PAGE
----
Lisa and Jens: You have been a Wikipedian for quite some time, is that fair to say?

Olaf: Since 2004. So almost the first generation really… It seemed perfectly obvious to me to use the tools on hand from within the Wikimedia universe for my work as a historian. I set up a conventional wiki to begin to put the material from our small field of research in order. It was a shock for my colleagues at the start because I began to work completely transparently. The wiki was visible to everybody from day one. Everyone could see what I worked on and anyone could have stolen my work—that was the worry of my immediate colleagues. But the opposite happened: Everyone who works in that area suddenly wanted an account in that wiki because it was the only place where we could all work with the material together. So the wiki actually brought the researchers together rather than driving them apart.

One of the gravest issues of the Illuminati Wiki is that it is only available in German. The great interest in the Illuminati Order lies in the Anglophone area however; that is one of the reasons why we decided to set up a database using Wikibase software, because you can use it in every language.

Lisa and Jens: When did you first become interested in Wikidata and it potential use in From very early on, you were interested in Wikidata and its use for science…

Olaf: I knew about the developments since 2012. In 2016, Daniel Kinzler, Principal Platform Engineer at Wikimedia Deutschland, suggested using the Wikibase Software for our work when I mentioned the possibility of moving to Semantic Mediawiki. In April 2017, we went to Berlin to talk about the idea with Lydia Pintscher, the Wikidata Product Manager, and Daniel.

From there, we started a partnership with Wikimedia Deutschland under a common memorandum of understanding. In December 2017, we looked for the first freelance contractors, again with the support of WMDE.

A good friend of mine took on the actual installation of the software and it worked out perfectly. But as ever: the last 20% always make for 80% of the work—and you have to be on your guard against that. When we got to the tools for data uploads and queries, specifically Quick Statements and the Query Service, nothing worked, and we did not know why either. We finally understood that the tools all had Wikidata as a default baked in and were not communicating with our instance.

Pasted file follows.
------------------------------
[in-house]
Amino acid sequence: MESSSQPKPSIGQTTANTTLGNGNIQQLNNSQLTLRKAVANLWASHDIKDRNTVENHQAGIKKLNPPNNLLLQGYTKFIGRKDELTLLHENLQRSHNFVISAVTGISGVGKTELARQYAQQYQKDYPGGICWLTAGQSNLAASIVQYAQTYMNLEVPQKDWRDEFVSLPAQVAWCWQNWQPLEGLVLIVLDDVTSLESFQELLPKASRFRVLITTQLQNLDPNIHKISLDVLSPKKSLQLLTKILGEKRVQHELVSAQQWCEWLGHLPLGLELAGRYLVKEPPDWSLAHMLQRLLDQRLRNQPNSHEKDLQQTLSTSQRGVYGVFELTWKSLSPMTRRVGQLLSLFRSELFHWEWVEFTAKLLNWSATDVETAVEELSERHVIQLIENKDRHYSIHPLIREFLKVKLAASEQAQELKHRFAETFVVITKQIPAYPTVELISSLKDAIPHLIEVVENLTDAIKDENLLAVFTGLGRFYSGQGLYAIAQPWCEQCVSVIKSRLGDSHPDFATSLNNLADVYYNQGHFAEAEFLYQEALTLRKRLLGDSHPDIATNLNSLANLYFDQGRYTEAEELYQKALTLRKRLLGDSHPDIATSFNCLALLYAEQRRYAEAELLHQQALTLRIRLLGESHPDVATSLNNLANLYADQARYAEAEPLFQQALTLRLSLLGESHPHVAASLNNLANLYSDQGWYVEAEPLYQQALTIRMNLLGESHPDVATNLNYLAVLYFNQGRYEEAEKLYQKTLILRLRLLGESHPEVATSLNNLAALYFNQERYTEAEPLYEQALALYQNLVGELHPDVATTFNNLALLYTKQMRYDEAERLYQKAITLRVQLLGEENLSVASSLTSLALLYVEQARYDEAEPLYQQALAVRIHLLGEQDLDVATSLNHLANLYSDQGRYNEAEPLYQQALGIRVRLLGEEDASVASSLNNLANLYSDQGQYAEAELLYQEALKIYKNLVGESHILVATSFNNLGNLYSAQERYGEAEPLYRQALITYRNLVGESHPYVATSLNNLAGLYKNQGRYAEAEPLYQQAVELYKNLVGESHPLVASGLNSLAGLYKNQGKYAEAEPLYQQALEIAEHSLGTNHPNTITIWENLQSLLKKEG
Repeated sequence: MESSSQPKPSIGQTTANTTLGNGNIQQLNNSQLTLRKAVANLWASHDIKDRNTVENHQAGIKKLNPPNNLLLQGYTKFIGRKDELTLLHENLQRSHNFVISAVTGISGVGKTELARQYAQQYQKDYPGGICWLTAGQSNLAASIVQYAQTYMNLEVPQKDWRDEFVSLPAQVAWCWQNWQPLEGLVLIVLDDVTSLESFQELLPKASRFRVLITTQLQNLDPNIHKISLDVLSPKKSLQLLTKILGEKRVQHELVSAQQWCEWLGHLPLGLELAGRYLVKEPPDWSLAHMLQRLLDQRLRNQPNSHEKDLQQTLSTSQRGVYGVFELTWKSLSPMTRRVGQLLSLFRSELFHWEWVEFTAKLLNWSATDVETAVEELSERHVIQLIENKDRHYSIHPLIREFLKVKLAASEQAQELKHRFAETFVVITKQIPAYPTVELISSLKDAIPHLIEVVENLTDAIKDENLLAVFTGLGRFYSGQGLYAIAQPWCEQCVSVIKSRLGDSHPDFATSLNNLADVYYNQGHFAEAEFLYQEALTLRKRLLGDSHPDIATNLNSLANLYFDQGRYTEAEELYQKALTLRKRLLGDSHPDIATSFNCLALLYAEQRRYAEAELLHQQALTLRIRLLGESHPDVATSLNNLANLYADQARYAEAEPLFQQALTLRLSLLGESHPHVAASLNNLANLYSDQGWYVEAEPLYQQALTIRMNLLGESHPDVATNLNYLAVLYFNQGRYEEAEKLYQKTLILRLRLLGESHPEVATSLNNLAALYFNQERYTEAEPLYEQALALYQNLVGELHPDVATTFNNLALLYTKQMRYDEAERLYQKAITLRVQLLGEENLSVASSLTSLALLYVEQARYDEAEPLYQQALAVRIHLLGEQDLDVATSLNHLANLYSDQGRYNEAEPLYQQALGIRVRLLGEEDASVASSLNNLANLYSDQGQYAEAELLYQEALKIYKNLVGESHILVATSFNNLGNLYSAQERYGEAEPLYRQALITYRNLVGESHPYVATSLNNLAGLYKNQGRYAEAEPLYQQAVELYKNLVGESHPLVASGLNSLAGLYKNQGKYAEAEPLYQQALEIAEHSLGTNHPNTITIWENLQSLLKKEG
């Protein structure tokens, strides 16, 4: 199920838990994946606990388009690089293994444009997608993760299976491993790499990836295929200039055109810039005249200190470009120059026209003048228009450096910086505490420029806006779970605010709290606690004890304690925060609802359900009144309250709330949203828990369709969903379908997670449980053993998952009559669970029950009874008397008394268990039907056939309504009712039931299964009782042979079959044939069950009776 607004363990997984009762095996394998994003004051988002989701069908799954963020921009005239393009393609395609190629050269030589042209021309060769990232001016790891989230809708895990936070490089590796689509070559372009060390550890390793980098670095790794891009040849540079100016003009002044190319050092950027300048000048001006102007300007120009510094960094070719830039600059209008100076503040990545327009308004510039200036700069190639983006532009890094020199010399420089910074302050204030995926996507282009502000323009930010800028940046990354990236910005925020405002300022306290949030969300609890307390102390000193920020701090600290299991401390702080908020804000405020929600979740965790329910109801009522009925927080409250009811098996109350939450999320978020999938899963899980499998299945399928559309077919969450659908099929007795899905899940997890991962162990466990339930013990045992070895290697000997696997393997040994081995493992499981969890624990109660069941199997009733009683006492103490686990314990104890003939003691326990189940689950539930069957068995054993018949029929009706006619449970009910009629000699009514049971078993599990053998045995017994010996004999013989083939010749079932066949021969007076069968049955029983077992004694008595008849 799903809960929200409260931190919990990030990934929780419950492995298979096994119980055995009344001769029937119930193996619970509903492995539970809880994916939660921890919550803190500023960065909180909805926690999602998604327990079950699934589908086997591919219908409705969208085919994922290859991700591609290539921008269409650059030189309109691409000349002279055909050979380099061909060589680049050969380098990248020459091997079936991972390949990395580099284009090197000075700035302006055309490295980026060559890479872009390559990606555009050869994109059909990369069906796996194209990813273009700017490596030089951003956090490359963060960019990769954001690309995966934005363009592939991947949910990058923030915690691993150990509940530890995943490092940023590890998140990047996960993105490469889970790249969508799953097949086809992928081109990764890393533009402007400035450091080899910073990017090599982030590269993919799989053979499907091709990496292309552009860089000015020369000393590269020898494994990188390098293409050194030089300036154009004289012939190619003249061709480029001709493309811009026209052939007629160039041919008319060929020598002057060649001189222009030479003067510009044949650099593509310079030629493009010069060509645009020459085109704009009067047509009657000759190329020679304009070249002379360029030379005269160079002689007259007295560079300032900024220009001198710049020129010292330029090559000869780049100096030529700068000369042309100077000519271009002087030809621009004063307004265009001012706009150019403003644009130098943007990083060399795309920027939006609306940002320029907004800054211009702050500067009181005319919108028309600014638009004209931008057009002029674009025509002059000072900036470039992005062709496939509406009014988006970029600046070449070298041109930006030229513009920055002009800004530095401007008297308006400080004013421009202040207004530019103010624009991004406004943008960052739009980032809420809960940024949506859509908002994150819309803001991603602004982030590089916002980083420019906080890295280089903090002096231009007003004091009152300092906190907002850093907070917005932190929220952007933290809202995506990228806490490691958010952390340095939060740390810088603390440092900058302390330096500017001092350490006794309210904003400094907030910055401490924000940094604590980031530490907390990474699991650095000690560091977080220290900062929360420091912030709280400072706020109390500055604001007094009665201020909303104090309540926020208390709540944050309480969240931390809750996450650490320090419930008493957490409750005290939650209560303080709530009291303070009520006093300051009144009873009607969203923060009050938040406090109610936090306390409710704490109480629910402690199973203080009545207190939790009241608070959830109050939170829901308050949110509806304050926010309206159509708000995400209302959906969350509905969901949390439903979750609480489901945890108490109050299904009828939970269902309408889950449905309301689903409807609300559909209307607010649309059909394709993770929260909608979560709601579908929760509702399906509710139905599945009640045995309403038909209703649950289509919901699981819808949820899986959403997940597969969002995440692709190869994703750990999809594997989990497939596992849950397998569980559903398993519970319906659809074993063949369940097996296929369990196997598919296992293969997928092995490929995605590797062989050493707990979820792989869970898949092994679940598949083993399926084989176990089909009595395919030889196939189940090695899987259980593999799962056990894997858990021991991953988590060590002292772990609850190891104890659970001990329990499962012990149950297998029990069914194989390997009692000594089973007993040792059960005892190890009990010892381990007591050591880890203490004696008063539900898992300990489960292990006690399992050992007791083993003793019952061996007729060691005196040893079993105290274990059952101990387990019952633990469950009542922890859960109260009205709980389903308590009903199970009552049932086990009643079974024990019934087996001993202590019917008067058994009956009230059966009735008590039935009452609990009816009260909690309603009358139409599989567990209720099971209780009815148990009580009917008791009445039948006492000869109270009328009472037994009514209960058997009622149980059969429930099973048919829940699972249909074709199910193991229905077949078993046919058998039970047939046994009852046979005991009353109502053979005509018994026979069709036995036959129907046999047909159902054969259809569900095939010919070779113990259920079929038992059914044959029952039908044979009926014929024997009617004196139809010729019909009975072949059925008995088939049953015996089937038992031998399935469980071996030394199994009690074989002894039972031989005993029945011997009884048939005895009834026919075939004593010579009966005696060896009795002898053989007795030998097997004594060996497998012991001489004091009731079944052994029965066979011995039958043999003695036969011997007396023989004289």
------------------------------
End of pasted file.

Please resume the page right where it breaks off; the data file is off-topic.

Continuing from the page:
Lisa and Jens: Having trodden the difficult path of the pioneers, you have reached a first stage victory, i.e. you have the data that you wanted uploaded. Now something really big is next: the link to other forms of structured data, namely the Integrated Authority File or GND.

Olaf: Let’s see how that goes. We are really interested to incorporate those datasets. The production of a Wikidata-double is not actually that interesting but the GND-data would be an interesting alternative, which would suit our data records quite well. The software is suitable for many projects to draw on the database at the same time, so it’s more work creating the links than the creation of data items. That is where the idea to import the GND as a foundation comes from.

Our goal is to not limit ourselves to the Illuminati—that is why it’s not the “Illuminati database”, but the more neutral name FactGrid, in which the Illuminati files are a showcase.

I am currently working on a project relatively close to it, about Gotha as science location around the year 1800. I say it is close to it because the Illuminati Order had its last centre in Gotha und people were active in both spheres. I would rather not set up a second Wiki for the new project, and the database is well suited to have multiple different research projects run on the same platform. So far every research project opens up a new platform and its own database—on which the data eventually becomes obsolete with the software going out of date. That is the situation we want to leave behind. It only gets really exciting once different research projects interlink and other projects work with one’s own data—why not within the same resource?